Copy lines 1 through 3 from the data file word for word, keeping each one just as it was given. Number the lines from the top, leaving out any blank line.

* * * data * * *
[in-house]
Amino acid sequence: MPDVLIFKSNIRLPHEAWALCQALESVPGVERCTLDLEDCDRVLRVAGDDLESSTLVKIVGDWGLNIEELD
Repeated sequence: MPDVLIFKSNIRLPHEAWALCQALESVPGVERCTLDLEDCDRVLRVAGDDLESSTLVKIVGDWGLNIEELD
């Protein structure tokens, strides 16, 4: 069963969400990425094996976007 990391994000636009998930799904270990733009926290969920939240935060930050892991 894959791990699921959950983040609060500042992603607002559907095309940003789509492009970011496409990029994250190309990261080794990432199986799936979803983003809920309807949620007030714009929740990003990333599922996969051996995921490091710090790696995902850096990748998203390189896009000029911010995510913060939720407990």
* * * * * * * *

[in-house]
Amino acid sequence: MPDVLIFKSNIRLPHEAWALCQALESVPGVERCTLDLEDCDRVLRVAGDDLESSTLVKIVGDWGLNIEELD
Repeated sequence: MPDVLIFKSNIRLPHEAWALCQALESVPGVERCTLDLEDCDRVLRVAGDDLESSTLVKIVGDWGLNIEELD